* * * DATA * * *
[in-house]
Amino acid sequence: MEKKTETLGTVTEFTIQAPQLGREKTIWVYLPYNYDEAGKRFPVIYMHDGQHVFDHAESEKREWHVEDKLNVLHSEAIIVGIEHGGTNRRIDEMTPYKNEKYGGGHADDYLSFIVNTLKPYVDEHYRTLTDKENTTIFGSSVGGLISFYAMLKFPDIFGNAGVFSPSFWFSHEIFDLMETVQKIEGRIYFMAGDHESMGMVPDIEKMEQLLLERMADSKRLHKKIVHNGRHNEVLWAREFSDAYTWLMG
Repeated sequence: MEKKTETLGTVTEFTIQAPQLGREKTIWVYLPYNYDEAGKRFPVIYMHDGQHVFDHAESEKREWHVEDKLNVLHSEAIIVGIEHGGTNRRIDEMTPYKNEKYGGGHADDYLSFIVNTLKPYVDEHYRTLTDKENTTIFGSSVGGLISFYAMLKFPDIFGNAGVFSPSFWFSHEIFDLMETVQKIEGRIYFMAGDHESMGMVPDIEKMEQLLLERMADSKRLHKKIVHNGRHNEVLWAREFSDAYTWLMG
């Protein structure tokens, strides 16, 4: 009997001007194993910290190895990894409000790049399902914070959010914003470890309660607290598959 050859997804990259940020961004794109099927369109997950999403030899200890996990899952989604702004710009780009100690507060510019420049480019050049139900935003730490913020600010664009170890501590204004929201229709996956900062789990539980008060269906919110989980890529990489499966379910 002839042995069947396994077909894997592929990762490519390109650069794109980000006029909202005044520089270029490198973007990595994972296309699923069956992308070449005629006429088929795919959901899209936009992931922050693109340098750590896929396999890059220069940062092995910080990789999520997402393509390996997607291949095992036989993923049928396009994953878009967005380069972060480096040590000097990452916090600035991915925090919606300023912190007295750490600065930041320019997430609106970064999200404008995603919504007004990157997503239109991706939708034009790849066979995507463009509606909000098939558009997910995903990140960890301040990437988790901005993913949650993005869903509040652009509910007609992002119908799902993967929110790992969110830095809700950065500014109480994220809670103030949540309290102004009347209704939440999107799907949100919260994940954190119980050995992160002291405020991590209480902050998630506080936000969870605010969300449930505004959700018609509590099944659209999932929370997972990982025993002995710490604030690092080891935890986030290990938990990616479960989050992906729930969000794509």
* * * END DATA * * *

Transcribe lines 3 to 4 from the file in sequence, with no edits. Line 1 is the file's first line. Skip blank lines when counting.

Repeated sequence: MEKKTETLGTVTEFTIQAPQLGREKTIWVYLPYNYDEAGKRFPVIYMHDGQHVFDHAESEKREWHVEDKLNVLHSEAIIVGIEHGGTNRRIDEMTPYKNEKYGGGHADDYLSFIVNTLKPYVDEHYRTLTDKENTTIFGSSVGGLISFYAMLKFPDIFGNAGVFSPSFWFSHEIFDLMETVQKIEGRIYFMAGDHESMGMVPDIEKMEQLLLERMADSKRLHKKIVHNGRHNEVLWAREFSDAYTWLMG
């Protein structure tokens, strides 16, 4: 009997001007194993910290190895990894409000790049399902914070959010914003470890309660607290598959 050859997804990259940020961004794109099927369109997950999403030899200890996990899952989604702004710009780009100690507060510019420049480019050049139900935003730490913020600010664009170890501590204004929201229709996956900062789990539980008060269906919110989980890529990489499966379910 002839042995069947396994077909894997592929990762490519390109650069794109980000006029909202005044520089270029490198973007990595994972296309699923069956992308070449005629006429088929795919959901899209936009992931922050693109340098750590896929396999890059220069940062092995910080990789999520997402393509390996997607291949095992036989993923049928396009994953878009967005380069972060480096040590000097990452916090600035991915925090919606300023912190007295750490600065930041320019997430609106970064999200404008995603919504007004990157997503239109991706939708034009790849066979995507463009509606909000098939558009997910995903990140960890301040990437988790901005993913949650993005869903509040652009509910007609992002119908799902993967929110790992969110830095809700950065500014109480994220809670103030949540309290102004009347209704939440999107799907949100919260994940954190119980050995992160002291405020991590209480902050998630506080936000969870605010969300449930505004959700018609509590099944659209999932929370997972990982025993002995710490604030690092080891935890986030290990938990990616479960989050992906729930969000794509």